Victoria’s family, on the other hand, was obsessed with Hispanic orthodoxy and Catholic morality. Eldest Victoria and all her other five sisters were brought up in an atmosphere of suffocative restrictions – forbidden to go out without chaperons, refrained from reading books considered to be immoral and many similar restrictions. The family norms shattered in her childhood her strong desire to be an actress. So she was compelled to take up writing to ventilate her intellectual and creative capabilities. Her family and society forbade any career for a woman besides that of a docile wife.
All these suffocated Victoria, a congenital and incorrigible liberal intellectual with cosmopolitan world outlook. The family with an endeavor to make her a good wife gave her to marriage with Bernando de Estrada. The marriage was a disaster and in 1920, the couple separated (although she never got a divorce as it was contrary to norms of her social circle) and got involved in passionate and long-lasting affair with Julián Martínez, the cousin of her husband. She had to keep this a strict secret because this sort of activity was looked upon by her family and society as an unpardonable sin. All these were disquieting for her and generated great emotional pressure on her mind.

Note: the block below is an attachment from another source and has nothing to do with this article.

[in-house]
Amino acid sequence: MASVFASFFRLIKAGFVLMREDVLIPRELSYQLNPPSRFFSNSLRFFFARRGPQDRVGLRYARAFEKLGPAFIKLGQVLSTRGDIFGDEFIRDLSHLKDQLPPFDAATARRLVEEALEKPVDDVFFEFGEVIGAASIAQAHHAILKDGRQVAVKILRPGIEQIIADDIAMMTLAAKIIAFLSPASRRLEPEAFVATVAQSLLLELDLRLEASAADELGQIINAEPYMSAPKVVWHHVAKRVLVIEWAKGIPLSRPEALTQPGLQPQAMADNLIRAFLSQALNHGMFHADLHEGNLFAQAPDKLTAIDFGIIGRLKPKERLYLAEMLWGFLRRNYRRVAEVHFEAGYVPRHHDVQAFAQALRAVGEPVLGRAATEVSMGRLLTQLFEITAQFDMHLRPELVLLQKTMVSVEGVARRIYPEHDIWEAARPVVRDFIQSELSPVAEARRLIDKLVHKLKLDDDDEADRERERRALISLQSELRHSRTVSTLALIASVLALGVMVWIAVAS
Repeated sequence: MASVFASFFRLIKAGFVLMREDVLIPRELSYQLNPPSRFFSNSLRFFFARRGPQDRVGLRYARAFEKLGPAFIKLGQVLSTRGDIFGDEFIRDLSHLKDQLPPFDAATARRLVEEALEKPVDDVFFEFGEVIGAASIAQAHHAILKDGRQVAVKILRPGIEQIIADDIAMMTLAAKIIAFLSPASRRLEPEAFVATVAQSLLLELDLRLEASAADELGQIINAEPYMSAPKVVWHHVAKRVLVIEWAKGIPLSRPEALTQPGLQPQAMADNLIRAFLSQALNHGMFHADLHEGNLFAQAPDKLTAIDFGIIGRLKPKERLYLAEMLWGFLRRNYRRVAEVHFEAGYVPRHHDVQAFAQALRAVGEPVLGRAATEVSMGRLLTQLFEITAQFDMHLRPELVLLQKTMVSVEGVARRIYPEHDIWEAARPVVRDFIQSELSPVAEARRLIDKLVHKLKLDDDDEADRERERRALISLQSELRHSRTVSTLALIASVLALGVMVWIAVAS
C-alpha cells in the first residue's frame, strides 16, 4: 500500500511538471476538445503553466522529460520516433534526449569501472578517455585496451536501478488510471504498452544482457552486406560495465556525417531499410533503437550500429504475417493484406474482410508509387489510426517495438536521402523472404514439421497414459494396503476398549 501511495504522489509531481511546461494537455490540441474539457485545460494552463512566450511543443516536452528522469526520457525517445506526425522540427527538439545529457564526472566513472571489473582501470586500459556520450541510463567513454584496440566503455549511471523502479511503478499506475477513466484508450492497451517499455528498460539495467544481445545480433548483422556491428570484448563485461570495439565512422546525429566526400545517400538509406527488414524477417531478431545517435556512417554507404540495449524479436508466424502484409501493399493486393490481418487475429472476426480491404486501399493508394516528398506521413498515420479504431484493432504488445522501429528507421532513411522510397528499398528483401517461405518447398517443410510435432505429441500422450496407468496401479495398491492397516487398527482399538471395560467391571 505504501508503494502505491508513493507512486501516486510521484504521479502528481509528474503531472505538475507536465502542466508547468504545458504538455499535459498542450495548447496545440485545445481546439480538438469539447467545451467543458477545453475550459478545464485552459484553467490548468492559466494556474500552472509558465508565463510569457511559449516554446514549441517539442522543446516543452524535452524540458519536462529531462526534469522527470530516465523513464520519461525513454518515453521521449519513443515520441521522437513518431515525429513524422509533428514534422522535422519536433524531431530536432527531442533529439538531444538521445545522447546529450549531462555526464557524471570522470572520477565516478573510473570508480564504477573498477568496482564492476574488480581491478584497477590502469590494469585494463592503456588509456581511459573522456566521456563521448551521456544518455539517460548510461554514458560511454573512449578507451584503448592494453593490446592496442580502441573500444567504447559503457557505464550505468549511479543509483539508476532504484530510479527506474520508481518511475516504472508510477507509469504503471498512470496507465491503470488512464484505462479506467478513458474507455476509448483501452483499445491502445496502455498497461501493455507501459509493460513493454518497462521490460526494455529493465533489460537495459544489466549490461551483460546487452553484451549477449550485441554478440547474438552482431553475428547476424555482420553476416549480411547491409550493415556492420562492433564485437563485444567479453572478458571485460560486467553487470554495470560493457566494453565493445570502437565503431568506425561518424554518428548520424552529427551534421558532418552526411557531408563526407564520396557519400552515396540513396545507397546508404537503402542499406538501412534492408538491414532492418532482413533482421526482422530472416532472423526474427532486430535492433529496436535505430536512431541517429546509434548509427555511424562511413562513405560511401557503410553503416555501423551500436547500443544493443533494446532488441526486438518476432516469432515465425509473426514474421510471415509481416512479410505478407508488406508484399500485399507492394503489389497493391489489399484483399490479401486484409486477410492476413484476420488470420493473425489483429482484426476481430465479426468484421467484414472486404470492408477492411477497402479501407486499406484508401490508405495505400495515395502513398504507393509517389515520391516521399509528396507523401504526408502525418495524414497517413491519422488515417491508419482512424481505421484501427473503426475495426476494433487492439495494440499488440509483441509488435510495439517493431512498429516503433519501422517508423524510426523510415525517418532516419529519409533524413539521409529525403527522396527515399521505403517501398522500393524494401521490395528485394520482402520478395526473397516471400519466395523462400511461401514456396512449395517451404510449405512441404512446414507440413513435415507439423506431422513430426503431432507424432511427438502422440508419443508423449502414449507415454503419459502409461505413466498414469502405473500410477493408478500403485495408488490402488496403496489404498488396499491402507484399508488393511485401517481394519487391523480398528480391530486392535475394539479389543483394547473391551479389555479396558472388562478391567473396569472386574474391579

Under this condition of mental upheaval, Tagore’s Nobel awarded work, Gitanjali, appeared as a great reliever to Victoria. Later on, the two months of her close intellectual association with Rabindranath opened up the door of light and freedom in her life. Tagore and his work also gave her the opportunity to get entry into the holistic and cosmopolitan world of Indian philosophy and spiritualism. In this arena she was also deeply influenced by thoughts of the great Indian savant, Mahatma Gandhi.
As regards education, there was a striking similarity between Tagore and Ocampo. None of them had formal education and institutional degrees. However, education outside the walls of academic institutions through private tutors and self teaching could raise their intellectual capabilities and levels of knowledge to highest conceivable levels.
Tagore had strong aversion to formal education. He was sent to Presidency College, Calcutta, but he abandoned college only after one day. However, at home he got the opportunity of having all sorts of education from private tutors each of whom was an expert in his area. This education included theoretical subjects of science and humanities streams and practical trainings in painting, swimming, anatomy, gymnastics, wrestling etc.